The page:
Bak­ing magic

The ovenly aroma of sweet treats is a glo­ri­ous se­cu­rity blan­ket

Weekend Herald - Canvas - - CONTENTS -

Leav­ing be­hind the free­dom of the sum­mer hol­i­days for the rou­tines of a new year back at work and school is never easy. But com­ing home and bak­ing brings a col­lec­tive feel- good mood to the house, and makes peo­ple feel re­as­sured that home is home.

And, even bet­ter, there will be treats for the lunch­box and af­ter-school snack­ing that are made with in­gre­di­ents you know, and that taste bet­ter and cost a lot less than any­thing store-bought.

My en­try to the kitchen as a preschooler started with bak­ing. Ac­tu­ally it was all about wait­ing for that mo­ment when the mix­ture had been dis­patched to tins and trays and I got to lick the beater.

I’m sure that’s how it starts for many a child who has a par­ent, grand­par­ent or older sib­ling who likes to bake. Be­fore you know it, you’re in there, mix­ing dough, rolling bis­cuits and putting things into the oven. The house fills with warm­ing, lip-smack­ing aro­mas and voila! Just like that you’re cook­ing and ev­ery­one thinks you’re in­cred­i­bly clever.

At heart I’m still a baker. It’s the smell more than any­thing, a warm, toasty, sweet aroma that makes you feel safe and grounded. I’m not alone here. Re­search has shown that the aroma of baked goods is the num­ber-one smell that makes peo­ple nos­tal­gic for their child­hood.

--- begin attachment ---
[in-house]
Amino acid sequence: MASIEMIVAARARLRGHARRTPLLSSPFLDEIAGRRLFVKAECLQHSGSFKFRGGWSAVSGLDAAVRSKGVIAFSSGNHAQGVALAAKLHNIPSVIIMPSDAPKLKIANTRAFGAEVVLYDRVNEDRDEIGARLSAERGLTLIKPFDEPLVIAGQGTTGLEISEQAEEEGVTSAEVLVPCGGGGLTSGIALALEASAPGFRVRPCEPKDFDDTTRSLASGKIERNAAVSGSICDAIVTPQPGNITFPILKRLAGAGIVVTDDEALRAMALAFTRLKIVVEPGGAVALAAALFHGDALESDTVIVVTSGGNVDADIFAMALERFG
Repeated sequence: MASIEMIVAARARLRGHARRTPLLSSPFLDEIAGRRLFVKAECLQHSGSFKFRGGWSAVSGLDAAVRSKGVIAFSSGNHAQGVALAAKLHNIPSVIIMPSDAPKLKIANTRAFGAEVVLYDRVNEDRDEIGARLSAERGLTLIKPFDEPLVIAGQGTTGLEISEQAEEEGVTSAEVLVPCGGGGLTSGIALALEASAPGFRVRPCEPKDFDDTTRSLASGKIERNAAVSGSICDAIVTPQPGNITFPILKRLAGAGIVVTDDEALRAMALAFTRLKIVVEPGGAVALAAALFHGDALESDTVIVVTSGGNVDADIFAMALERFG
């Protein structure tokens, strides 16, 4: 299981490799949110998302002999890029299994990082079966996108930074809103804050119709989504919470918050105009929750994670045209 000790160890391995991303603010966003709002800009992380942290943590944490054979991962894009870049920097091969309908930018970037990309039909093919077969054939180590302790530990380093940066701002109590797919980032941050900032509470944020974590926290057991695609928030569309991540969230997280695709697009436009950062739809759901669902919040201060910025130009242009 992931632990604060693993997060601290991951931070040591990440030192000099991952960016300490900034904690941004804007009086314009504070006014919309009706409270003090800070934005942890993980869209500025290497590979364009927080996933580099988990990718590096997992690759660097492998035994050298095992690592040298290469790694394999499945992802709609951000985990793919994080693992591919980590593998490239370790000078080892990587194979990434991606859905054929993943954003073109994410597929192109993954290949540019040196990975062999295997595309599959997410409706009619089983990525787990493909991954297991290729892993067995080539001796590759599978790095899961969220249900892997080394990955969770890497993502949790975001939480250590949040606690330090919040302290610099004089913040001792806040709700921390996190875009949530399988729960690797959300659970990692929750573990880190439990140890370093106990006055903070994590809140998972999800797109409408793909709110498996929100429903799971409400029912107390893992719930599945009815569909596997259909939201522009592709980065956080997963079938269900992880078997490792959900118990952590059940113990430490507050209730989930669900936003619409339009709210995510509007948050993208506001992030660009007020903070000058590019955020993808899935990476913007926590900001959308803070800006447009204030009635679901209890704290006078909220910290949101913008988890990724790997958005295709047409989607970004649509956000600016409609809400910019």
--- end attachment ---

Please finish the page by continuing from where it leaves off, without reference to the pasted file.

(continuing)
There is cer­tainly some­thing calm­ing and re­as­sur­ing about work­ing with sim­ple in­gre­di­ents and en­gag­ing in the easy rhythms of whisk­ing, beat­ing and fold­ing. Many of us spend much of our work­ing day oc­cu­pied with our left brain, so bak­ing pro­vides a bal­ance, ac­ti­vat­ing our right brain and our cre­ativ­ity.

When things feel like they aren’t go­ing my way or if I’m feel­ing frag­mented, I get into the kitchen and bake. In this sim­plest of ways I can stay present and fo­cused, and at the end there is some­thing de­li­cious to share that makes ev­ery­one feel good.

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